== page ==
Turning to the protection of "liberty and security of the person", the Court again found that the prohibition breached section 7. The Court stated that anyone who suffers intolerably as a result of a grievous and irremediable medical condition and pursues physician-assisted dying does so out of a deeply personal response to pain and suffering. Such "fundamentally important and personal medical decision-making" is a matter critical to the values of dignity and autonomy. By denying the individual the opportunity to make that choice, the prohibition impinges on liberty and security of the person. The Court recognized that the law has long protected patient autonomy in medical decision making, and endorsed the "tenacious relevance in our legal system of the principle that competent individuals are – and should be – free to make decisions about their bodily integrity."
The Court also found that the prohibition was overbroad in that it catches people outside the class of protected persons – namely, vulnerable individuals who may be induced to commit suicide in a time of weakness. In other words, the Court found that the prohibition also affected people who have reached a considered, rational, and persistent wish to end their own lives due to intractable suffering.
In light of the conclusions reached under section 7, the Court considered it unnecessary to consider whether the prohibition also deprived adults who are physically disabled of their right to equal treatment by the law as protected by section 15 of the Charter.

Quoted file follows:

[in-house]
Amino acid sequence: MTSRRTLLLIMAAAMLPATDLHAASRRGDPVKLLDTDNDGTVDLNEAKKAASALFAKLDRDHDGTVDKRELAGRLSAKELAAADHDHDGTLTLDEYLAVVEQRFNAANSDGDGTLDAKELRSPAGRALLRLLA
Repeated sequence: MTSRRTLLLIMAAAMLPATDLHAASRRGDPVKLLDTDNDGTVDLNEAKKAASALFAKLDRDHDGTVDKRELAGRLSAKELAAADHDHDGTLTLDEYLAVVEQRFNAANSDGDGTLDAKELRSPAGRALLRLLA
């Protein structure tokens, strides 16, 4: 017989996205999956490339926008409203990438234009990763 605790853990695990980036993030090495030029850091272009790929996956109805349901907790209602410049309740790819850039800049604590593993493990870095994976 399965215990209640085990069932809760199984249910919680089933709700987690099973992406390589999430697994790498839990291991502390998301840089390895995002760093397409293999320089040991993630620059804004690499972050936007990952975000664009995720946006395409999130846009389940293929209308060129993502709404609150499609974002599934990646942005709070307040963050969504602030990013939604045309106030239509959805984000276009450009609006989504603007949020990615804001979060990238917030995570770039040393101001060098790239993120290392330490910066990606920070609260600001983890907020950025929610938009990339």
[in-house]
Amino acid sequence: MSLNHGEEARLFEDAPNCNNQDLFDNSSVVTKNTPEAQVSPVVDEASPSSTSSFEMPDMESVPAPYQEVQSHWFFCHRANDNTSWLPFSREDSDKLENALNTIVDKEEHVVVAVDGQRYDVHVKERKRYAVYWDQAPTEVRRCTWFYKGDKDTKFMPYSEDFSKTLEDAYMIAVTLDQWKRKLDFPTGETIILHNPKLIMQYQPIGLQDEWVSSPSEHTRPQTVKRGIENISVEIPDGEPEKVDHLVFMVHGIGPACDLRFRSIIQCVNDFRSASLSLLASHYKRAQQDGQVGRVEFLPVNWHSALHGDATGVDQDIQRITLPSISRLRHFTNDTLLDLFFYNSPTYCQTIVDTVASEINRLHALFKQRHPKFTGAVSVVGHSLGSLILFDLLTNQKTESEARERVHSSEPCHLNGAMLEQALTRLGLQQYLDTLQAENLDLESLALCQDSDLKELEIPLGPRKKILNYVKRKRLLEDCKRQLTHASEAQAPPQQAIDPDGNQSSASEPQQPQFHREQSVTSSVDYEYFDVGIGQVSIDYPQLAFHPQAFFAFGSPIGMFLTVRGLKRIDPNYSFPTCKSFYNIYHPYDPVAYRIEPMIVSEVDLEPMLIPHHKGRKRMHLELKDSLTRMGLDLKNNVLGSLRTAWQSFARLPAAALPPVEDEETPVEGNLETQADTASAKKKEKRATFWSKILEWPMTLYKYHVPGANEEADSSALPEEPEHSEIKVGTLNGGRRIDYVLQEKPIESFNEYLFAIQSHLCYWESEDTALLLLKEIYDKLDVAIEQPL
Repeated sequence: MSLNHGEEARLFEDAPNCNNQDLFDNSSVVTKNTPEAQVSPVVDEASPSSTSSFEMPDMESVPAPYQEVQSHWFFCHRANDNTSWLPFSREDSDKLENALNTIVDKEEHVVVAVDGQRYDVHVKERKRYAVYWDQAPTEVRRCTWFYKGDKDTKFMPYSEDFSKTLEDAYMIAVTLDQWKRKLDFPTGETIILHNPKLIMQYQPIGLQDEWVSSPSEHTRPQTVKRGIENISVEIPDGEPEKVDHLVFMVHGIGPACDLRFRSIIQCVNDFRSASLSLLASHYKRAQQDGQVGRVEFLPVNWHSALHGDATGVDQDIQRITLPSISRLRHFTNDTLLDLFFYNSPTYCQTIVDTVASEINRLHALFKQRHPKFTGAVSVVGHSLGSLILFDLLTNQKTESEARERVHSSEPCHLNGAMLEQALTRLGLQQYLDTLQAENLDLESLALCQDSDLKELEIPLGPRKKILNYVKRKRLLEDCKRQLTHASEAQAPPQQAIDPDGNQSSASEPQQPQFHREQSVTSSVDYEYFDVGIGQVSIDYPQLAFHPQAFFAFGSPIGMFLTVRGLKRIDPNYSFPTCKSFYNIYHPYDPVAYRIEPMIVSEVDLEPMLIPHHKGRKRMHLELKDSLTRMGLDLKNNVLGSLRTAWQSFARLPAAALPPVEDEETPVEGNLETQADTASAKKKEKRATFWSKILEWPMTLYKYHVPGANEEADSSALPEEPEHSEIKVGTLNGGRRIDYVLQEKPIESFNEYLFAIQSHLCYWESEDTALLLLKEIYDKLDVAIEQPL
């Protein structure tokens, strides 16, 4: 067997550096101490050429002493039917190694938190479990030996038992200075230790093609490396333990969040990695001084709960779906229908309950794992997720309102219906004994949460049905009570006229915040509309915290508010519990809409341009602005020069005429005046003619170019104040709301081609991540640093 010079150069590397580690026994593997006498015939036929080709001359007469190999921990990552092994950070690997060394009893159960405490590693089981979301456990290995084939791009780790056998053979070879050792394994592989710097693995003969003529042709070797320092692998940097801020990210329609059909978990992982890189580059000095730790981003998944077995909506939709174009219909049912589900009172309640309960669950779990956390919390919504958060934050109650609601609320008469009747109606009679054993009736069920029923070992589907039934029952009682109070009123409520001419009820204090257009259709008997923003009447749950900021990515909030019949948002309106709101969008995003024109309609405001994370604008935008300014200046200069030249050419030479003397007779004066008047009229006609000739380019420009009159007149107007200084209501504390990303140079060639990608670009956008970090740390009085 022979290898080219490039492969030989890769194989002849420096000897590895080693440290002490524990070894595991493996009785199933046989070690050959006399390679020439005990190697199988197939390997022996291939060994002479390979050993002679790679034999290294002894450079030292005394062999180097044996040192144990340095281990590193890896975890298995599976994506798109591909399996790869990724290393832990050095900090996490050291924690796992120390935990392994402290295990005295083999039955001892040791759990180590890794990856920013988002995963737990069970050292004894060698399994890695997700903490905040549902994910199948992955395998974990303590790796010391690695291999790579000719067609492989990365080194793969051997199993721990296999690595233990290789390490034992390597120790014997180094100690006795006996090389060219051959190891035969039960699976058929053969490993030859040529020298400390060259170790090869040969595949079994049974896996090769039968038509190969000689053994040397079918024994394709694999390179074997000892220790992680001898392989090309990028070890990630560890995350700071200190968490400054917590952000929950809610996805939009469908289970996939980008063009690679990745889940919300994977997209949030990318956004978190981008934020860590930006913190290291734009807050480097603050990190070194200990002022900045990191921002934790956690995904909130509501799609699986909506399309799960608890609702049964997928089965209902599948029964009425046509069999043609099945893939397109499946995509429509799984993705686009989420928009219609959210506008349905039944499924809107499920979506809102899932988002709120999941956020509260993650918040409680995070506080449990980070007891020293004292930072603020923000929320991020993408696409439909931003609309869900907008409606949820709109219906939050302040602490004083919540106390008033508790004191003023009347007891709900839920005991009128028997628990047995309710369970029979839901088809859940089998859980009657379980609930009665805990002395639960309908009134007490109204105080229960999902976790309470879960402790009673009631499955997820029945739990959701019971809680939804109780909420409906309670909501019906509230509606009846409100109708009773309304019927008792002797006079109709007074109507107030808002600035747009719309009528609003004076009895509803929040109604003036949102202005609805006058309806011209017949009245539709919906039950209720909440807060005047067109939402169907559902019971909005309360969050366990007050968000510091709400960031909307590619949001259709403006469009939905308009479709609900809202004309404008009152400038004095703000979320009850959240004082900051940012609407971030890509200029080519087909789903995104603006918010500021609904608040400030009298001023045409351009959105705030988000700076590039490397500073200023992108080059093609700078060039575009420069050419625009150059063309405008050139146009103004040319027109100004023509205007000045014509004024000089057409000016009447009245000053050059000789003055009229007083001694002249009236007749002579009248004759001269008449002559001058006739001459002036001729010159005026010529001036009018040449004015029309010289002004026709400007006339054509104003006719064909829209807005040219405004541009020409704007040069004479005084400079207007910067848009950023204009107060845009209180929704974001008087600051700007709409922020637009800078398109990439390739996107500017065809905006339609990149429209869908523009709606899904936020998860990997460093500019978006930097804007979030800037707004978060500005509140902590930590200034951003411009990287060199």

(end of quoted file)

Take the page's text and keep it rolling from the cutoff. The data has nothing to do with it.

The Court held that the prohibition's breach of section 7 cannot be justified under section 1 of the Charter. The Court found that the prohibition is rationally connected to the pressing and substantial objective of preventing people from taking their life at a time of weakness. Nevertheless, the Court again accepted the trial judge's factual findings that physicians are able to assess reliably the patient's competence and voluntariness of decision-making in this context. Further, the Court accepted the trial judge's conclusion that it would be possible for physicians to apply the informed consent standard to patients who seek assistance in dying, adding the caution that physicians should ensure that patients are properly informed of their diagnosis and prognosis and the range of available options for medical care. As a result, the absolute prohibition did not minimally impair the section 7 rights with which it interfered.
This decision revisits the Court's decision in Rodriguez v. British Columbia (Attorney General), decided 22 years ago. The Court found that the trial judge was entitled to distinguish Rodriguez given that a new legal issue had been raised and there had been a "change in the circumstances and evidence that fundamentally shifts the parameters of the debate".
Today's result puts this sensitive issue squarely back into the political arena. Several legislative options are available in response to the Carter decision, and the Court has allowed 12 months for the choice to be made. We will continue to monitor these issues and will provide updates as circumstances warrant.
Borden Ladner Gervais LLP acted in the Supreme Court of Canada on behalf of The Canadian Civil Liberties Association (Christopher D. Bredt and Margot G. Finley) and The Alliance of People with Disabilities Who Are Supportive of Legal Assisted Dying Society (Angus M. Gunn QC and Duncan A. W. Ault).